National Review Online Newsletters . . .
September 14, 2012
Mr. President, You May Want to Clear Your Schedule . . .
For a while, I had thought Obama's disinterest in in-person intelligence briefings was a non-issue or minor issue at most. Some folks prefer to take in information through written word, others prefer to hear it from a person's voice. And besides, if a president sees something in a President's Daily Brief that he doesn't understand or that he wants to know more about, the top folks in the intelligence community are just a phone call away.
(By the way, before we started this morning newsletter, I lobbied NR's Powers That Be to call it the "Personal Daily Briefing.")
But there are certain days you figure a president would want as much information as possible, where he would want to get everything, ask a few follow-ups, get the assessment of his most trusted advisers on national security. You would think that September 12, the day after one of our ambassadors was killed along with other U.S. personnel, would be one of those days.
You would be wrong. Marc Thiessen writes:
How long had it been since President Obama attended his daily intelligence meeting in the lead-up to the Sept. 11 attacks on U.S. diplomatic facilities in Egypt and Libya? After all, our adversaries are known to use the anniversary of 9/11 to target the United States.
According to the public schedule of the president, the last time the Obama attended his daily intelligence meeting was Sept. 5 -- a week before Islamist radicals stormed our embassy in Cairo and terrorists killed our ambassador to Tripoli. The president was scheduled to hold the intelligence meeting at 10:50 a.m. Wednesday, the day after the attacks, but it was canceled so that he could comfort grieving employees at the State Department -- as well he should. But instead of rescheduling the intelligence briefing for later in the day, Obama apparently chose to skip it altogether and attend a Las Vegas fundraiser for his re-election campaign. One day after a terrorist attack.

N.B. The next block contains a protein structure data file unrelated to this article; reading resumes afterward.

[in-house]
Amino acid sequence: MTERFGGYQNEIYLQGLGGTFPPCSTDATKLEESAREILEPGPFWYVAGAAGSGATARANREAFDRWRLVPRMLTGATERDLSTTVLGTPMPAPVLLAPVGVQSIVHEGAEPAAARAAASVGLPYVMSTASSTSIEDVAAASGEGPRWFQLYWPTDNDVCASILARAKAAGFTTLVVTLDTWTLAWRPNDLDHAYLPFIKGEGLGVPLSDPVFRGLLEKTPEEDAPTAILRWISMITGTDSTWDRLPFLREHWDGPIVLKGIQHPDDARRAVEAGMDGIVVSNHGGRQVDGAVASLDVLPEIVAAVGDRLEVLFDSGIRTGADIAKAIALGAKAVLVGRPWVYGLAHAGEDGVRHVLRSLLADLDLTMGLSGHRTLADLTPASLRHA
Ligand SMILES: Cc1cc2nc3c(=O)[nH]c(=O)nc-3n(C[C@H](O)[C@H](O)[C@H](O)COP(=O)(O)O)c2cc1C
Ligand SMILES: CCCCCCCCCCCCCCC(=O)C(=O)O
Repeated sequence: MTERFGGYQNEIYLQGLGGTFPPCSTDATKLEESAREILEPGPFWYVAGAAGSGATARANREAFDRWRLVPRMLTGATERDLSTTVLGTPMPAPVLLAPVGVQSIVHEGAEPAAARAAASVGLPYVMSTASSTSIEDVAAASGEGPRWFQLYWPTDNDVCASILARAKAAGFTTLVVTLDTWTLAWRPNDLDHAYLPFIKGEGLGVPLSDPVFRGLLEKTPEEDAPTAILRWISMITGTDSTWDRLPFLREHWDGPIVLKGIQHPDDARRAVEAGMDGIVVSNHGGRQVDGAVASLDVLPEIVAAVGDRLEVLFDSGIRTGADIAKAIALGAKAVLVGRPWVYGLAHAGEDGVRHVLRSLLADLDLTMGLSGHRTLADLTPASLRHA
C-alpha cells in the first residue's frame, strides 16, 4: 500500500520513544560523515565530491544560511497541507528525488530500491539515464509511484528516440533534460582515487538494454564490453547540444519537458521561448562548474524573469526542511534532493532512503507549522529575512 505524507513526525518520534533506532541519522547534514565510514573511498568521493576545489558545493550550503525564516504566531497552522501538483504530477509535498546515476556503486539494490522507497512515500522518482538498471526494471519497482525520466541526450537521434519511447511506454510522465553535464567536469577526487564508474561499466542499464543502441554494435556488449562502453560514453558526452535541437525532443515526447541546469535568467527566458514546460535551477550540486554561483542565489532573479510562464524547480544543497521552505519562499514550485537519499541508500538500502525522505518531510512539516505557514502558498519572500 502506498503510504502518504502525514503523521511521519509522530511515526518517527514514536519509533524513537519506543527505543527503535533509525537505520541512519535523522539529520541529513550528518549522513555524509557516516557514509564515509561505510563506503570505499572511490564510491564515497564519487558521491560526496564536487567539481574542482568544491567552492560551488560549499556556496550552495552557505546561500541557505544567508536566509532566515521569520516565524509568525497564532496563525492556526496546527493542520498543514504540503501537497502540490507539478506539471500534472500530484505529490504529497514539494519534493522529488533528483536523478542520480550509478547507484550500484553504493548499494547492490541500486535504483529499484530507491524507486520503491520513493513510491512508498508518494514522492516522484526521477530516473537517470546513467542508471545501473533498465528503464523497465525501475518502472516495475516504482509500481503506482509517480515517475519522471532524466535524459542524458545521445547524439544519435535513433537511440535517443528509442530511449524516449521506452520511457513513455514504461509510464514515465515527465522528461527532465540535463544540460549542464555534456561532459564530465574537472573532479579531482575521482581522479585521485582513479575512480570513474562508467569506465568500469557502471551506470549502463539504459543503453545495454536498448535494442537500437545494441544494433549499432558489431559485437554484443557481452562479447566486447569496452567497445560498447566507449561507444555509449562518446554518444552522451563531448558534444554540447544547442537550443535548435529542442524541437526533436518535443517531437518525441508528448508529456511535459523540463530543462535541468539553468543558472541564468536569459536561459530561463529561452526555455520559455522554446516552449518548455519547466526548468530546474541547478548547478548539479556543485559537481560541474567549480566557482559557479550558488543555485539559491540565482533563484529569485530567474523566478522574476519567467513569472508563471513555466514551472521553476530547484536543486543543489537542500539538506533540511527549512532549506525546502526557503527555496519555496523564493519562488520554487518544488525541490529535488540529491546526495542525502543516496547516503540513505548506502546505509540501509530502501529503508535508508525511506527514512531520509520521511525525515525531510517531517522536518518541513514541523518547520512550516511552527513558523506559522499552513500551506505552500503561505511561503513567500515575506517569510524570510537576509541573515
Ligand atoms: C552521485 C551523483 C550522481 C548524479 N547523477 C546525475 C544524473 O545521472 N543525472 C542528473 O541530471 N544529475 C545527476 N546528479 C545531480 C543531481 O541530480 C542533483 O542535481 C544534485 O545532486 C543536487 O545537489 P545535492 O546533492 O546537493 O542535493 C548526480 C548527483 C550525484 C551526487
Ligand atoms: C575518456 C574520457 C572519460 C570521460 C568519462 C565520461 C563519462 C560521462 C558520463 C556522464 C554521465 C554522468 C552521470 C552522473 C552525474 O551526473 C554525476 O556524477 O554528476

Over at AEI, Thiessen adds:
The White House takes pride in the fact that Obama's PDB is "not briefed to him"-- because, they say, he is "among the most sophisticated consumers of intelligence on the planet." That hubris brings to mind this revealing quote from a September 2008 New York Times profile of Obama:
"I think that I'm a better speechwriter than my speechwriters," Mr. Obama told Patrick Gaspard, his political director, at the start of the 2008 campaign, according to The New Yorker. "I know more about policies on any particular issue than my policy directors. And I'll tell you right now that I'm going to think I'm a better political director than my political director."
So it should come as no surprise that apparently Barack Obama thinks he's a better intelligence briefer than his intelligence briefers.
I'm reminded of one of the more egregious comments from the First Lady in recent years, spoken at a Democrat party fundraiser in California in June 2011: "He reads every word, every memo, so he is better prepared than the people briefing him," she said. "This man doesn't take a day off."
It's a good thing that the Central Intelligence Agency is full of classy, dignified, professional people; otherwise, tomorrow's President's Daily Brief might consist of, "Well, since you're so well prepared, figure it out yourself, smarty-pants."
The news leaves Bryan Preston fuming:
What did you expect, that he would cram doing his job in between a photo op and a Vegas fundraiser? The man has a campaign to run, he doesn't have time to figure out what's what and who's who over there on the Arab street. Cut the man some slack.
We now know that the attack in Egypt was a planned gambit to get the mastermind of the 1993 WTC attack released. That's a certainty, as Ray Ibrahim posted here at the Tatler on Monday. We also know that the consulate in Libya was unprotected. No Marine guard, because it was deemed an "interim" facility even though Benghazi is a hotbed of al Qaeda activity.
Had Obama been on task on the job he's working so hard to keep, but not actually perform, he might have put things together and beefed up security at embassies and consulates throughout the region.
But he didn't. Vegas just couldn't wait.
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